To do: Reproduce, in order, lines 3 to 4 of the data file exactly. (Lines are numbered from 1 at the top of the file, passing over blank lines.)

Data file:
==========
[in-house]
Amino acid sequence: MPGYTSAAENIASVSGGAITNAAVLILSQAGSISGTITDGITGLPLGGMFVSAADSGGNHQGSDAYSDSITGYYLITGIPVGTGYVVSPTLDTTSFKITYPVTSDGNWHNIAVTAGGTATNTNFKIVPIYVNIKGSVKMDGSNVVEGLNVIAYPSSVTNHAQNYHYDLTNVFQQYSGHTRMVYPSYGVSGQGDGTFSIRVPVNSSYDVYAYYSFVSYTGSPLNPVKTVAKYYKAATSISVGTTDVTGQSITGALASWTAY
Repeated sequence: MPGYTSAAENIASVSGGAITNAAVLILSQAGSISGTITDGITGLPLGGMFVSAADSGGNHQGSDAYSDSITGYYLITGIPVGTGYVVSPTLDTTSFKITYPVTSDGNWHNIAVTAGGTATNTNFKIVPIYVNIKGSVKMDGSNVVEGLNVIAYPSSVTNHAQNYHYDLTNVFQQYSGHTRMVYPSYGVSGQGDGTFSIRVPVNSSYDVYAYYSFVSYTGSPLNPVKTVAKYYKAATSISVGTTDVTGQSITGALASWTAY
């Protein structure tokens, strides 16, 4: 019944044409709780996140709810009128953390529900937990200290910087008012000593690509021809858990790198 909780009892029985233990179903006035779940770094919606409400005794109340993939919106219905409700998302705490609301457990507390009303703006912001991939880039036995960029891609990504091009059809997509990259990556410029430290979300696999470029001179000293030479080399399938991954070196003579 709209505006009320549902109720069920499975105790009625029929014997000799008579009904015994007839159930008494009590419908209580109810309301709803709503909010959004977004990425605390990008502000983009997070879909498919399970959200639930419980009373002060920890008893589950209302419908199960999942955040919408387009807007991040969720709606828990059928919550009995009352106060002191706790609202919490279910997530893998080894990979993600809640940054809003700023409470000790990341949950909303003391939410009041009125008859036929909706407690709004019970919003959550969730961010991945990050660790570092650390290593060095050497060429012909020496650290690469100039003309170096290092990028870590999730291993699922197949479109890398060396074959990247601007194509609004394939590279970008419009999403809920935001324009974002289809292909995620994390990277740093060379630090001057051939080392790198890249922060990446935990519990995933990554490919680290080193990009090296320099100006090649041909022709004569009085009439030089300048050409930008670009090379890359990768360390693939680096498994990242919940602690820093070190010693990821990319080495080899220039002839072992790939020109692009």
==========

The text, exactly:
Repeated sequence: MPGYTSAAENIASVSGGAITNAAVLILSQAGSISGTITDGITGLPLGGMFVSAADSGGNHQGSDAYSDSITGYYLITGIPVGTGYVVSPTLDTTSFKITYPVTSDGNWHNIAVTAGGTATNTNFKIVPIYVNIKGSVKMDGSNVVEGLNVIAYPSSVTNHAQNYHYDLTNVFQQYSGHTRMVYPSYGVSGQGDGTFSIRVPVNSSYDVYAYYSFVSYTGSPLNPVKTVAKYYKAATSISVGTTDVTGQSITGALASWTAY
């Protein structure tokens, strides 16, 4: 019944044409709780996140709810009128953390529900937990200290910087008012000593690509021809858990790198 909780009892029985233990179903006035779940770094919606409400005794109340993939919106219905409700998302705490609301457990507390009303703006912001991939880039036995960029891609990504091009059809997509990259990556410029430290979300696999470029001179000293030479080399399938991954070196003579 709209505006009320549902109720069920499975105790009625029929014997000799008579009904015994007839159930008494009590419908209580109810309301709803709503909010959004977004990425605390990008502000983009997070879909498919399970959200639930419980009373002060920890008893589950209302419908199960999942955040919408387009807007991040969720709606828990059928919550009995009352106060002191706790609202919490279910997530893998080894990979993600809640940054809003700023409470000790990341949950909303003391939410009041009125008859036929909706407690709004019970919003959550969730961010991945990050660790570092650390290593060095050497060429012909020496650290690469100039003309170096290092990028870590999730291993699922197949479109890398060396074959990247601007194509609004394939590279970008419009999403809920935001324009974002289809292909995620994390990277740093060379630090001057051939080392790198890249922060990446935990519990995933990554490919680290080193990009090296320099100006090649041909022709004569009085009439030089300048050409930008670009090379890359990768360390693939680096498994990242919940602690820093070190010693990821990319080495080899220039002839072992790939020109692009």